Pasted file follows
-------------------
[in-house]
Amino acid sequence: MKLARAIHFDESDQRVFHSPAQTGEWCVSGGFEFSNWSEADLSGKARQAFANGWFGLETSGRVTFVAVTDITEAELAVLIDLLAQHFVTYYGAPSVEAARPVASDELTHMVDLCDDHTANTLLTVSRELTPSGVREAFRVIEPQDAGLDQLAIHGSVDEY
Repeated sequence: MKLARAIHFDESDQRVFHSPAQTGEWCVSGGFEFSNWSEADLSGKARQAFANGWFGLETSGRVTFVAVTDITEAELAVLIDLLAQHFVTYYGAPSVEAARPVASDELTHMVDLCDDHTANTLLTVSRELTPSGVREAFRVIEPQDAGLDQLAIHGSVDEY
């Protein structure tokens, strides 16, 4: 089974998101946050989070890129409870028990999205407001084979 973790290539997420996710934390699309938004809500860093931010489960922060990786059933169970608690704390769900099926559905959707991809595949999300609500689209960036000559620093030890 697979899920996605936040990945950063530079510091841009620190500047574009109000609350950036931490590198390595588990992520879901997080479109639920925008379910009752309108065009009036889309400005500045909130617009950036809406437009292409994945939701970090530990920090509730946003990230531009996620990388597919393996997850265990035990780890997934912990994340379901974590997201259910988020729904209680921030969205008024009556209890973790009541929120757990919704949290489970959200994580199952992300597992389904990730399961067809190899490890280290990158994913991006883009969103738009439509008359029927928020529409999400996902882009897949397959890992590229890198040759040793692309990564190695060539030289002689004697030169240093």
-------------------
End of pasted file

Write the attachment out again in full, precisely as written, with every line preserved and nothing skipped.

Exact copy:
[in-house]
Amino acid sequence: MKLARAIHFDESDQRVFHSPAQTGEWCVSGGFEFSNWSEADLSGKARQAFANGWFGLETSGRVTFVAVTDITEAELAVLIDLLAQHFVTYYGAPSVEAARPVASDELTHMVDLCDDHTANTLLTVSRELTPSGVREAFRVIEPQDAGLDQLAIHGSVDEY
Repeated sequence: MKLARAIHFDESDQRVFHSPAQTGEWCVSGGFEFSNWSEADLSGKARQAFANGWFGLETSGRVTFVAVTDITEAELAVLIDLLAQHFVTYYGAPSVEAARPVASDELTHMVDLCDDHTANTLLTVSRELTPSGVREAFRVIEPQDAGLDQLAIHGSVDEY
């Protein structure tokens, strides 16, 4: 089974998101946050989070890129409870028990999205407001084979 973790290539997420996710934390699309938004809500860093931010489960922060990786059933169970608690704390769900099926559905959707991809595949999300609500689209960036000559620093030890 697979899920996605936040990945950063530079510091841009620190500047574009109000609350950036931490590198390595588990992520879901997080479109639920925008379910009752309108065009009036889309400005500045909130617009950036809406437009292409994945939701970090530990920090509730946003990230531009996620990388597919393996997850265990035990780890997934912990994340379901974590997201259910988020729904209680921030969205008024009556209890973790009541929120757990919704949290489970959200994580199952992300597992389904990730399961067809190899490890280290990158994913991006883009969103738009439509008359029927928020529409999400996902882009897949397959890992590229890198040759040793692309990564190695060539030289002689004697030169240093």